Short bio: Damien Querlioz is a CNRS Researcher at the Centre de Nanosciences et de Nanotechnologies of Université Paris-Saclay. His research focuses on novel usages of emerging non-volatile memory and other nanodevices, in particular relying on inspirations from biology and machine learning. He received his predoctoral education at Ecole Normale Supérieure, Paris and his PhD from Université Paris-Sud in 2009. Before his appointment at CNRS, he was a Postdoctoral Scholar at Stanford University and at the Commissariat a l’Energie Atomique. Damien Querlioz is the coordinator of the interdisciplinary INTEGNANO research group, with colleagues working on all aspects of nanodevice physics and technology, from materials to systems. He is a member of the bureau of the French Biocomp research network. He has co-authored one book, nine book chapters, more than 100 journal articles, and conference proceedings, and given more than 50 invited talks at national and international workshops and conferences. In 2016, he was the recipient of an ERC Starting Grant to develop the concept of natively intelligent memory. In 2017, he received the CNRS Bronze medal. He has also been a co-recipient of the 2017 IEEE Guillemin-Cauer Best Paper Award and of the 2018 IEEE Biomedical Circuits and Systems Best Paper Award.

European Space Agency and COTS

Speaker: Ali Zadeh

Wednesday, June 30 – 4:05 pm – 4:55 pm CET
(DTIS’21 invited keynote

Abstract:  European Space Agency (ESA) develops state-of-the-art spacecraft addressing research and technology, with a view to their use for scientific purposes and for operational space application systems. Electrical, Electronic and Electro-mechanical (EEE) Components are crucial elements of space systems with a necessity to maintain required performances in their targeted application, for the duration of intended operation and in the harsh space environment. Thus, EEE Components developed for the Terrestrial market are typically unsuitable for pace applications. Specific development/manufacturing methodologies according to pertinent standards are used to provide suitable components for space applications. Space Qualified components are therefore predominantly used in ESA missions. To a limited extent and for performance reasons, ESA for a long time uses Commercial-Off-The-Shelf (COTS) EEE Components (e.g. FLASH memory devices). However, the advent of new-space and components from the automotive industry inventory opens potential solutions for certain space applications. This talk sheds light on ESA COTS approach by addressing several related topics.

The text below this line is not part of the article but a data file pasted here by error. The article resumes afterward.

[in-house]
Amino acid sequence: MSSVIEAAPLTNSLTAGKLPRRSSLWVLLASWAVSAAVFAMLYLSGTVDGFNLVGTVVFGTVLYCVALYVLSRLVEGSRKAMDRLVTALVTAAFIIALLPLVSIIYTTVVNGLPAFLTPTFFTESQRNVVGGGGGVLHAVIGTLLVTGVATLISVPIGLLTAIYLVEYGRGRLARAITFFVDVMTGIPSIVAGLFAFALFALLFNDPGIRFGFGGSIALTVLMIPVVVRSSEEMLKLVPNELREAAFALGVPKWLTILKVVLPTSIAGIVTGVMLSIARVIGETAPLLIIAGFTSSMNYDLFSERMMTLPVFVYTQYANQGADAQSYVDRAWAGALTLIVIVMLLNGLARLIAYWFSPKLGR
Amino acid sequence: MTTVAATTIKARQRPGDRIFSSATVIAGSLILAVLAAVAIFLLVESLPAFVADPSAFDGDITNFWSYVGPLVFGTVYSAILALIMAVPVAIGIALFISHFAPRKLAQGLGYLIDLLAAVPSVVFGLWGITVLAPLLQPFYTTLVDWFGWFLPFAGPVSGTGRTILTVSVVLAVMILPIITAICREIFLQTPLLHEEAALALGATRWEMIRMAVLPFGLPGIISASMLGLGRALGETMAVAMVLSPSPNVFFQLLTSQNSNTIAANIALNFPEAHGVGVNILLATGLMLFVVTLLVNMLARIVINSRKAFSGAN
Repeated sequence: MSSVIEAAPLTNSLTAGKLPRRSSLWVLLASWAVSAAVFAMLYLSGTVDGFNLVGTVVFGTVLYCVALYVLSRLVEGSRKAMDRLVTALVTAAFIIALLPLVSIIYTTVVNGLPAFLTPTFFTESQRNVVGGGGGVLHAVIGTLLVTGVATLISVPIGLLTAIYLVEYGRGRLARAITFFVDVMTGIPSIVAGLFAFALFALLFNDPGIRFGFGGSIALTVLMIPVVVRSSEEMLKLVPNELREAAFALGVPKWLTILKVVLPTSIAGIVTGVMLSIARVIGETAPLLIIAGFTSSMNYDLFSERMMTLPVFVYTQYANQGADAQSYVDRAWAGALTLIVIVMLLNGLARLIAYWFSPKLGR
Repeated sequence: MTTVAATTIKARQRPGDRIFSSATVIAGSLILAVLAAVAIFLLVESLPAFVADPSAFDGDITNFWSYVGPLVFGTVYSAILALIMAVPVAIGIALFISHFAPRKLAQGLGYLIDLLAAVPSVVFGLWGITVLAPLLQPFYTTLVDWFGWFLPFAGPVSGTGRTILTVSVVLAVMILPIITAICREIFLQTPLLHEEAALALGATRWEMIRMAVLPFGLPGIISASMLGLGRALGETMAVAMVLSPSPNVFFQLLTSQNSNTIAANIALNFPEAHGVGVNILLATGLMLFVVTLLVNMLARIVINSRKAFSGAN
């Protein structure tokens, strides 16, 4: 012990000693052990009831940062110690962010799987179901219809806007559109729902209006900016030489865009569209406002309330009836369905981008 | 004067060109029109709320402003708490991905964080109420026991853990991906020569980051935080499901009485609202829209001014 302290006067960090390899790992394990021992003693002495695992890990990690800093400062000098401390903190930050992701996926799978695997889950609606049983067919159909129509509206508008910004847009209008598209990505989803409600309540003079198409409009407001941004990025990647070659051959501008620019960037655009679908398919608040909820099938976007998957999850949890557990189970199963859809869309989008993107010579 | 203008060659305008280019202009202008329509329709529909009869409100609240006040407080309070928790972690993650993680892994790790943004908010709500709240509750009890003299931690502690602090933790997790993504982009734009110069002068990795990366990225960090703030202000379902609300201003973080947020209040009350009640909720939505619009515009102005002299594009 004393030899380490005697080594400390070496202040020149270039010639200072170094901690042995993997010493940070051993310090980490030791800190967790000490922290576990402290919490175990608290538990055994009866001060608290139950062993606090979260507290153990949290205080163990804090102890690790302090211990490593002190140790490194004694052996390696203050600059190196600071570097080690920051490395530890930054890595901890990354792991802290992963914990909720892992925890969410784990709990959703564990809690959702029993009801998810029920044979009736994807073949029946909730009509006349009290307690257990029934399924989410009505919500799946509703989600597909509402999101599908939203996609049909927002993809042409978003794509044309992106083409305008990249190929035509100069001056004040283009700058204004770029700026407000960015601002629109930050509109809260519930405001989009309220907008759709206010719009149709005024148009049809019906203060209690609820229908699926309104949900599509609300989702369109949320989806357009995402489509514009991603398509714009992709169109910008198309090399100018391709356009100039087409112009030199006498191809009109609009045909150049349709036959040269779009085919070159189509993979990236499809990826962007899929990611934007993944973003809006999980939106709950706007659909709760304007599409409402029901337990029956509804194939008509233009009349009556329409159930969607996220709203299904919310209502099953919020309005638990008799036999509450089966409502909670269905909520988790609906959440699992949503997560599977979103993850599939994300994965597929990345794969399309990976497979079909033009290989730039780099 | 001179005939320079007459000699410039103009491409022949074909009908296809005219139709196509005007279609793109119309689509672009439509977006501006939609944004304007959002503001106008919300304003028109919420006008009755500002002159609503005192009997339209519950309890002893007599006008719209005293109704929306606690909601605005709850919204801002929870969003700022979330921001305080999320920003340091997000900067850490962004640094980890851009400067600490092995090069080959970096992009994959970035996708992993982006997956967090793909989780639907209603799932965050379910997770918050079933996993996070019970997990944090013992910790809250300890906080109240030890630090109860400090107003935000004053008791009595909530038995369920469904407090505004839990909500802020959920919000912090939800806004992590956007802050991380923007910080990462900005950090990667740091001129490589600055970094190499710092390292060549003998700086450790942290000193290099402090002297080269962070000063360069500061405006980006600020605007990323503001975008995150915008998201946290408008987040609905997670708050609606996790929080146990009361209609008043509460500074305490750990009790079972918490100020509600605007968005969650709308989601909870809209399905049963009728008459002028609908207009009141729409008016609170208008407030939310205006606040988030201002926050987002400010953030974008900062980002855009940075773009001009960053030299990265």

Short bio: Ali Zadeh received his MSc in physics from University of Bergen (Norway) and PhD in physics at Brunel University West London (UK). In 1996 he joined the European Southern Observatory (Munich, Germany) as a CCD specialist. From end-1997 he worked at the European Space Agency (ESTEC, The Netherlands) as a radiation Effects Engineer (until 2007), the Head of Radiation Effects and Component Analysis Techniques Section (until end-2017) and Head of the Data Systems, Microelectronics and Component Technology Division (to present). He has, amongst others, been active in EEE Component related standardisation activities, held official conference functions and authored / co-authored numerous papers mainly in the EEE Component radiation effects field.